Monday, June 30, 2008
Sunday, June 29, 2008
"Milberg LLP, indicted two years ago in one of the highest-profile prosecutions ever of a law firm, will escape charges as part of a settlement with the government announced Monday. The firm will pay $75 million and admit wrongdoing. . ... Milberg acknowledges that after it became aware of the government's investigation, it failed to conduct an independent internal investigation and delayed taking adequate action to prevent the conduct in the future. ... "The settlement with Milberg reflects the seriousness of what was probably the longest-running scheme ever conducted by a law firm,' U.S. Attorney Thomas P. O'Brien said in a statement", my emphasis, WSJ, 17 June 2008.
"If there's a moral in this week's felony settlement by class-action lawsuit giant Milberg Weiss, it's this: Prosecutors should keep digging into tort-bar practices. The details are even worse than the headlines. ... In short, Milberg was a corrupt enterprise that perpetrated a vast fraud on our system of justice", Editorial at the WSJ, 18 June 2008.
What is the "prohibited conduct"? Suing say, drumroll please, Goldman Sachs? Who is BS? Is he a DOJ alumnus?
O'Brien and I live in alternative universes. What would have been an "independent internal investigation" that would have convinced the DOJ to let Milberg be? Who should have conducted it? A law firm with large corporate clients? What was Milberg's real crime? Not having enough, or perhaps any, "former" AUSA partners? Milberg gets to admit wrongdoing. Why wasn't it treated the same way the SEC treats most real miscreants? Why was Milberg charged and Mayer Brown, given a pass, my 22 and 27 December 2007 posts? I could go on and on.
I draw a different lesson from the Milberg saga. A law firm must hire AUSAs to ensure job opportunities for existing AUSAs. If Milberg was a "corrupt enterprise" what does the DOJ think of the Tobacco Research Council, the large tobacco companies and their law firms? No matter what Milberg did, the DOJ would have "gotten" it. Even if it cost the DOJ hundreds of millions. With all its imperfections, the world's Milbergs are a threat to: the SEC, DOJ and large corporate miscreants.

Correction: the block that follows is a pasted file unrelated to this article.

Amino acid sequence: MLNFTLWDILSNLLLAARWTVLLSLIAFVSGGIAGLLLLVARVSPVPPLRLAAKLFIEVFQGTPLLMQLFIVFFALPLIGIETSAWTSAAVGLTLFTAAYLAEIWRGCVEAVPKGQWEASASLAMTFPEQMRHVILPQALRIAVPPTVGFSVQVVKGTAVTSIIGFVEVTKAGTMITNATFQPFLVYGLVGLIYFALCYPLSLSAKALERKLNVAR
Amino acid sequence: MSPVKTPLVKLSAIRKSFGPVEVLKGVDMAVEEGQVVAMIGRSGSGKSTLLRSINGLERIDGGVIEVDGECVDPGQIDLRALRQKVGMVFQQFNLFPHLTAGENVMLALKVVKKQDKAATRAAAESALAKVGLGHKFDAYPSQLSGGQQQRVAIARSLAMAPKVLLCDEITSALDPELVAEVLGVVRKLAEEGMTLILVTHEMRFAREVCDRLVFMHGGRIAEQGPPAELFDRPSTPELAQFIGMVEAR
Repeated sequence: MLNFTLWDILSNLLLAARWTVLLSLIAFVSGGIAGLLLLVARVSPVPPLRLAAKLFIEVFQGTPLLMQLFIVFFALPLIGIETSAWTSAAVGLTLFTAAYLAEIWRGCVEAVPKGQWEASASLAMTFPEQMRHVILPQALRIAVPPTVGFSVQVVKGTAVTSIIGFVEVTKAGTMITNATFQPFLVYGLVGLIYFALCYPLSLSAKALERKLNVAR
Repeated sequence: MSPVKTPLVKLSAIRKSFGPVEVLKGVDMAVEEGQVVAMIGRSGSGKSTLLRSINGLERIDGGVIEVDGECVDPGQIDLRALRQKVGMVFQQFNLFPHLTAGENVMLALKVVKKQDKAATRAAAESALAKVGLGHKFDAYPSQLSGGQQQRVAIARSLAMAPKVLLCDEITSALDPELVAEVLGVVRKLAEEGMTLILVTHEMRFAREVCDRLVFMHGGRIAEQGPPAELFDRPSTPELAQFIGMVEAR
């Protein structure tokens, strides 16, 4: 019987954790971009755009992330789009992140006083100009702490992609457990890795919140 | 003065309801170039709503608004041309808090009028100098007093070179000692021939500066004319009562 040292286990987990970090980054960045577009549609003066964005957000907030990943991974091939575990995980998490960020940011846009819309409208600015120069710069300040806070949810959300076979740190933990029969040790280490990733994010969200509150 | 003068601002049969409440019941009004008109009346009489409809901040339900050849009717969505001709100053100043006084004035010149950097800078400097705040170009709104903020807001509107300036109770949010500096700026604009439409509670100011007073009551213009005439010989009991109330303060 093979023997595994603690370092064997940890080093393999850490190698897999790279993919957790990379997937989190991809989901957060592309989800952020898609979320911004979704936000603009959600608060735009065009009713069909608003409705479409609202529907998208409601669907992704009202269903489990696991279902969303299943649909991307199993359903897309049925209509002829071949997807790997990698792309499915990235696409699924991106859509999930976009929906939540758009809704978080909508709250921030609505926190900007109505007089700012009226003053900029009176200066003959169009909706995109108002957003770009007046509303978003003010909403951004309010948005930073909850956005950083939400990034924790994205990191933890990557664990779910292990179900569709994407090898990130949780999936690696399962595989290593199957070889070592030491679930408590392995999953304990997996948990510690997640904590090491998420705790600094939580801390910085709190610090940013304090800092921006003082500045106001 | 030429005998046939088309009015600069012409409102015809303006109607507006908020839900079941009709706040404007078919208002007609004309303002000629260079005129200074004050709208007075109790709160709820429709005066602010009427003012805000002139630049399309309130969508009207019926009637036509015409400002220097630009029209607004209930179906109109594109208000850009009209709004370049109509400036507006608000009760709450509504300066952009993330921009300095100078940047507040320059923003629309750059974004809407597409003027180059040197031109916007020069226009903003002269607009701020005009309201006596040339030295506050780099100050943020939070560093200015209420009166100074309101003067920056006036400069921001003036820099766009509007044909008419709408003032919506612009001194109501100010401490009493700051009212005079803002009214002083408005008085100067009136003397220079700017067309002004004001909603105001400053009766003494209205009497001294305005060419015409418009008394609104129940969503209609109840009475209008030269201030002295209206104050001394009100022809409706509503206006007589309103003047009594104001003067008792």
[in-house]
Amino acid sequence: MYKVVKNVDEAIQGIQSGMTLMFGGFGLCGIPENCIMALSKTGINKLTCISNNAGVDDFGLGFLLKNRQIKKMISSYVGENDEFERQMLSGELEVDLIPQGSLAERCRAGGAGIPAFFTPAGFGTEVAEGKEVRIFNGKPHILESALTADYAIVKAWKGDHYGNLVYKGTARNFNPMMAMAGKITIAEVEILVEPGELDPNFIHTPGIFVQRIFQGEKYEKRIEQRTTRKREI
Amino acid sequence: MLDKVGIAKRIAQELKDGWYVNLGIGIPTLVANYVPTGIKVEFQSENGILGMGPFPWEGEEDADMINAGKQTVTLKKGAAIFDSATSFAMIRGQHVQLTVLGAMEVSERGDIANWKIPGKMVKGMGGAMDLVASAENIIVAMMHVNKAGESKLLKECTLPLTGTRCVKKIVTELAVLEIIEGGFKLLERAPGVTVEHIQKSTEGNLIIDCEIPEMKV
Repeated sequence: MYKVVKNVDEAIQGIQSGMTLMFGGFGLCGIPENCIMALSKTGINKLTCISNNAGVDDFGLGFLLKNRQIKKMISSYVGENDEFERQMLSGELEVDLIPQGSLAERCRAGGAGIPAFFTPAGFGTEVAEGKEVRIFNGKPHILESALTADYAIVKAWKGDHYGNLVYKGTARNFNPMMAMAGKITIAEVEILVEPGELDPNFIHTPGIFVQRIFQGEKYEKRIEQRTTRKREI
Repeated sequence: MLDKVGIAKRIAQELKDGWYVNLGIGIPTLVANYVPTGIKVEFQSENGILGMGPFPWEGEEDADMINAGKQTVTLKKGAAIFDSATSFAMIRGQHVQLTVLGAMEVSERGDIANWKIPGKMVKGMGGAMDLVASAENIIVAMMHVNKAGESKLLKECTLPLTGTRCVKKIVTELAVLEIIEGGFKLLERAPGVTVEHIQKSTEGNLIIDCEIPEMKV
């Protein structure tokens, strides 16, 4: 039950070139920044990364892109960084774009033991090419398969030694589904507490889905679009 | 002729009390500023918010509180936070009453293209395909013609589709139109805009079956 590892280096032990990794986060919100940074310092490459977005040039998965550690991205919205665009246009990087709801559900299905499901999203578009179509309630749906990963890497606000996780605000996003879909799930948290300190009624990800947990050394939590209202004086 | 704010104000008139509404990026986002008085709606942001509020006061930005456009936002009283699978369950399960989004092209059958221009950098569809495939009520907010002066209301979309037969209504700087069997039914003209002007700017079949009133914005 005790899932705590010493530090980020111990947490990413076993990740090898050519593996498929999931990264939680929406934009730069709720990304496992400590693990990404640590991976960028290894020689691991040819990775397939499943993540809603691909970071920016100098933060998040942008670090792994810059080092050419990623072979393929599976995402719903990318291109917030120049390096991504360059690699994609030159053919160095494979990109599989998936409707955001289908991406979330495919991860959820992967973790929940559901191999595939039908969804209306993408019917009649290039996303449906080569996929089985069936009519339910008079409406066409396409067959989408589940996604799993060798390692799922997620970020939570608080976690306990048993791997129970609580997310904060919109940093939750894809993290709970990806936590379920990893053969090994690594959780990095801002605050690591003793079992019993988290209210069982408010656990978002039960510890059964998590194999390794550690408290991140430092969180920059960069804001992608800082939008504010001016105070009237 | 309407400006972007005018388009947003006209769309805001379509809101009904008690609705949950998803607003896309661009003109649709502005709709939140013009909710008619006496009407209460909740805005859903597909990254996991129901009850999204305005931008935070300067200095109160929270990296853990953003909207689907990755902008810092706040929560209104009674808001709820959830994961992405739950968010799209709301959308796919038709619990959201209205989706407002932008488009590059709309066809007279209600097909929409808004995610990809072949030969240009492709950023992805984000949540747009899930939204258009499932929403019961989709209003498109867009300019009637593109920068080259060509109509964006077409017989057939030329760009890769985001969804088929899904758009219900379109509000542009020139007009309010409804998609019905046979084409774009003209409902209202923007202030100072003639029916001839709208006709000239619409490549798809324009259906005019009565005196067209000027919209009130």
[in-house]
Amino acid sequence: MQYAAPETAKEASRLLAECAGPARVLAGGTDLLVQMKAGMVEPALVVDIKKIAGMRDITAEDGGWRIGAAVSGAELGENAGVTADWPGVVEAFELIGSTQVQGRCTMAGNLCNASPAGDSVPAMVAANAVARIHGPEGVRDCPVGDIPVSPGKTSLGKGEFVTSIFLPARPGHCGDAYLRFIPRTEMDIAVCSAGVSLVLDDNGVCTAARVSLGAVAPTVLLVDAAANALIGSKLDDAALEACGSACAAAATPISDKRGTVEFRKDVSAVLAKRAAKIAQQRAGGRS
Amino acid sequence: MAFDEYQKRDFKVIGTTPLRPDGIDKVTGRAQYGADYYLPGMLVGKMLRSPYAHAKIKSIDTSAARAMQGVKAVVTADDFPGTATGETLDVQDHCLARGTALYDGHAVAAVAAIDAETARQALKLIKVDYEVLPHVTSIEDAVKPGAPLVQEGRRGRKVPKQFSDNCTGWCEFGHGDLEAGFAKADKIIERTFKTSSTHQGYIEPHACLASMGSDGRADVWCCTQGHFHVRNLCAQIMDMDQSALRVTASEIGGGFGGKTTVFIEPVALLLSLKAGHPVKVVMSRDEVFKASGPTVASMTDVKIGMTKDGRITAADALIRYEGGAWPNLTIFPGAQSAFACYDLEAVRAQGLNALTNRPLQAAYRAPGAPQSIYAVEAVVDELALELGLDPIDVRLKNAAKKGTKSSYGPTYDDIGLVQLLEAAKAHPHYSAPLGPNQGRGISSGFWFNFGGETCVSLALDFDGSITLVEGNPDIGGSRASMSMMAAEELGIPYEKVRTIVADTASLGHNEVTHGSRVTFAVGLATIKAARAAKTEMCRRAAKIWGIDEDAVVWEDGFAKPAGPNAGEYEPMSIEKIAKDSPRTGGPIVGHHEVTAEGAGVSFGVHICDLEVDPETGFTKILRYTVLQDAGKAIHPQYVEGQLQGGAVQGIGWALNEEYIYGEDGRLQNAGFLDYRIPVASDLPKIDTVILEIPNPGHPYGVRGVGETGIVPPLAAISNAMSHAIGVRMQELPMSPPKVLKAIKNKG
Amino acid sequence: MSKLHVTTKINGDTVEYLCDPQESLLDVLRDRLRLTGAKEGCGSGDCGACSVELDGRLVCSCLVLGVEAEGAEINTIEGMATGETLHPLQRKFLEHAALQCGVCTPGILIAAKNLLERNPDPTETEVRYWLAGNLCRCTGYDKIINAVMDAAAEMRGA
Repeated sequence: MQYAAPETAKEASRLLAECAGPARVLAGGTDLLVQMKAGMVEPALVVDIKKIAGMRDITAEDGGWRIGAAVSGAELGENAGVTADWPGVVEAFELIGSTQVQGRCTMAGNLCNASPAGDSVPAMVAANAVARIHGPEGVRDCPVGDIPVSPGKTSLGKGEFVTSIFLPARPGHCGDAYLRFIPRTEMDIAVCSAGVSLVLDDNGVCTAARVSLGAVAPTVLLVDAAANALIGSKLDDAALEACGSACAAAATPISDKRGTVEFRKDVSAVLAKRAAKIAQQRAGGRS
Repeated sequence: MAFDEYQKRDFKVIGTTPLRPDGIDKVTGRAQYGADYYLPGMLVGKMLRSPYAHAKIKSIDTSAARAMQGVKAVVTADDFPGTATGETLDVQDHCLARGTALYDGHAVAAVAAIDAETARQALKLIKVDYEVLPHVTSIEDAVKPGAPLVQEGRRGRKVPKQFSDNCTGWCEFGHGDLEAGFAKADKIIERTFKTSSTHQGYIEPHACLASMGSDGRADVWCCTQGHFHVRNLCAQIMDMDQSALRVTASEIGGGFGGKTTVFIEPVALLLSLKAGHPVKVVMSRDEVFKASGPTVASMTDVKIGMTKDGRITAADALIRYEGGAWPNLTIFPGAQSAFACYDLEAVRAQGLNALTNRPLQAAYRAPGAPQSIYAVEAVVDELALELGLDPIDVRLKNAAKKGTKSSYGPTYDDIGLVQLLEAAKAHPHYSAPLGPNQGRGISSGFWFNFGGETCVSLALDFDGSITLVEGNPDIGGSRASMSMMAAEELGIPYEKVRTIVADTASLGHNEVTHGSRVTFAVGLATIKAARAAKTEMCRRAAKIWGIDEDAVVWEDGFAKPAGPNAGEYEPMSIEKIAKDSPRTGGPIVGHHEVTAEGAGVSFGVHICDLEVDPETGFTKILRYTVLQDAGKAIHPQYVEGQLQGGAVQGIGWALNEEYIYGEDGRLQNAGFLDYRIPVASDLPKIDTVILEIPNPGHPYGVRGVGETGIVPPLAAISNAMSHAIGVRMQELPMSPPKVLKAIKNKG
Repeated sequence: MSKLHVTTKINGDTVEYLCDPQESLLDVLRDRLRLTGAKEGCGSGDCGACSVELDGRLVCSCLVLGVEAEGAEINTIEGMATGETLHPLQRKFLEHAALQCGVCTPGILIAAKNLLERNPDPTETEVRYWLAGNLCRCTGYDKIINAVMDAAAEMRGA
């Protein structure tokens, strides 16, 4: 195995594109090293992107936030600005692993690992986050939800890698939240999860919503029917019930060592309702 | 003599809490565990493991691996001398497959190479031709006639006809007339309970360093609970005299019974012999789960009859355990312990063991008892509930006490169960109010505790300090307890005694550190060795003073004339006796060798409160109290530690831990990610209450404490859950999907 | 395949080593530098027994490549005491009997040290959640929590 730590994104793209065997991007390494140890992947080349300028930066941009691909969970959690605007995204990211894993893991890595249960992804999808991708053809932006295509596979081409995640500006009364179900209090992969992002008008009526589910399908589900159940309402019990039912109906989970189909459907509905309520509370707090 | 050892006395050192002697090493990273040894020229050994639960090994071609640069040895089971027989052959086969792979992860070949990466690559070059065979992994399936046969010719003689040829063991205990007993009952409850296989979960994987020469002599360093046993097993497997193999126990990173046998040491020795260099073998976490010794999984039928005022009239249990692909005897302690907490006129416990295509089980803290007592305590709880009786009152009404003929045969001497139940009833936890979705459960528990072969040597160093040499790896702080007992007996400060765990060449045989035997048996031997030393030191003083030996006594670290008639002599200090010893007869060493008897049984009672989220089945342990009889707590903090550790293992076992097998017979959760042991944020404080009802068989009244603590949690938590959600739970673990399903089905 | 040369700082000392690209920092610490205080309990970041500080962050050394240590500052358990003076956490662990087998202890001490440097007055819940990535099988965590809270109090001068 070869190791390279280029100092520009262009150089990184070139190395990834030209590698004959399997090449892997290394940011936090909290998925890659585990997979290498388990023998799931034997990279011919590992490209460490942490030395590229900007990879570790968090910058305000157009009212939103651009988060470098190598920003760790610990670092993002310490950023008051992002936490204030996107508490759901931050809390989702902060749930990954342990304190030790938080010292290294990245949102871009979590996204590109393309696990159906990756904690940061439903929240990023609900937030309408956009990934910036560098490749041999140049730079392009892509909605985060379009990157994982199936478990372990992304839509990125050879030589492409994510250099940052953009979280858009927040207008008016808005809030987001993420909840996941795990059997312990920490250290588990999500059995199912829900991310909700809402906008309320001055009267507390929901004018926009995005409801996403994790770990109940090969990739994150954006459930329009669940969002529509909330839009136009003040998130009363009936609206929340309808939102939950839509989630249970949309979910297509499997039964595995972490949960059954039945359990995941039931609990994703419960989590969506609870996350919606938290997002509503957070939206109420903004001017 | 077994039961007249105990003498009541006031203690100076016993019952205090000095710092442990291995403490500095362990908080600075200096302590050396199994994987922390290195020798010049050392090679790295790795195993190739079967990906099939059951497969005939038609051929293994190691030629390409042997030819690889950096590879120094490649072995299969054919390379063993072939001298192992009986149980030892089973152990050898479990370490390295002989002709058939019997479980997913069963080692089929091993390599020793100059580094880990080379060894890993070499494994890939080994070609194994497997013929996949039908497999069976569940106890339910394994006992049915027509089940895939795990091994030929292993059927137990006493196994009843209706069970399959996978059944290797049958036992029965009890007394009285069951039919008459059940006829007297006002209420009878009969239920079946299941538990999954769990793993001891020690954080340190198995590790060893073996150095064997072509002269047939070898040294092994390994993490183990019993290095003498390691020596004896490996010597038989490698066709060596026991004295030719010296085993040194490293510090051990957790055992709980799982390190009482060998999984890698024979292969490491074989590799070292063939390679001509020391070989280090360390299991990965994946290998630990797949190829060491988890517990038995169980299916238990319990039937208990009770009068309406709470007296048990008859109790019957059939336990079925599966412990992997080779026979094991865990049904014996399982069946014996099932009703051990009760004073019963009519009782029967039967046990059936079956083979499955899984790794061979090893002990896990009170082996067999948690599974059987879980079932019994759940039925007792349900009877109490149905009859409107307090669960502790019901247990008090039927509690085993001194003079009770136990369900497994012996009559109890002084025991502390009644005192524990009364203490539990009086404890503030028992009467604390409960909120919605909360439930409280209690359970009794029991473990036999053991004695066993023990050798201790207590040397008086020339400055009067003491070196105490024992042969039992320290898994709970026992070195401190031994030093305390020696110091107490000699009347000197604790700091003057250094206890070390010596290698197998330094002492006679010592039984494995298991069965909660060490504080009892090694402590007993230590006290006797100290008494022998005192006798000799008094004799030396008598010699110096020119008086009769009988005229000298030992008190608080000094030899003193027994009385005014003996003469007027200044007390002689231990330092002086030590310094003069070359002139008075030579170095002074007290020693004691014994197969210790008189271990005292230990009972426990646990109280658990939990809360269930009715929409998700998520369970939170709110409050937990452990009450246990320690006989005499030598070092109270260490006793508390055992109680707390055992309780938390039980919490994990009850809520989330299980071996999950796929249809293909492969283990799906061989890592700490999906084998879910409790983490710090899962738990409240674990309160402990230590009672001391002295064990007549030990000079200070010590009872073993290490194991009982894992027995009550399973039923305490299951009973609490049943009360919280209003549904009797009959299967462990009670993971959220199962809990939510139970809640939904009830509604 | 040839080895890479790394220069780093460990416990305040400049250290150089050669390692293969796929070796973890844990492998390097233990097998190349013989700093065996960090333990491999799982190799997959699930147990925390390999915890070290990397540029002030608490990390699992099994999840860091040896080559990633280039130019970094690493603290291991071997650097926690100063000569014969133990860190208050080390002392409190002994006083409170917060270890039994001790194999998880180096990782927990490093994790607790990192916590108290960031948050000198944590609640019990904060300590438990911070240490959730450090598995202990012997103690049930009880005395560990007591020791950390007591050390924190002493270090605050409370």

Saturday, June 28, 2008
Friday, June 27, 2008
Thursday, June 26, 2008
Wednesday, June 25, 2008
Tuesday, June 24, 2008
Monday, June 23, 2008
I agree with Willens, there is no substance to this arrangement. Anschutz, pay up.
Sunday, June 22, 2008
Saturday, June 21, 2008
Friday, June 20, 2008
"Vietnam effectively devalued its currency by almost 2% Tuesday to bring official exchange rates closer to black-market rates, which have fallen sharply as Vietnamese investors buy dollars to escape soaring inflation. ... The central bank ... also increased its main interest rate for dong-denominated loans to 14% from 12% in a bid to tamp inflationary pressure", WSJ, 11 June 2008.
Amazing. Dung sounds like Hank Paulson. When Dung steps down, one can't help but wonder if there's a Goldman Sachs Managing Directorship waiting. The Vietnamese want to support their stock market so do not increase interest rates. Helicopter Ben similarly supports US banks. There's an old Polish saying: "Communist, capitalist, fascist, it all makes no difference. When the Germans and Russians get together it's bad for us". In today's context: "Communist, capitalist, fascist, banker, formerly communist, it makes no difference. When the monetary manipulators are are work, it's bad for the working class". I remember the Brits in 1967 saying they would not devalue the Pound. Sure. See my 27 September 2007 and 12 May 2008 posts.Two days after Dung's speech, Vietnam devalues the Dong by 2%. Not enough. More's coming.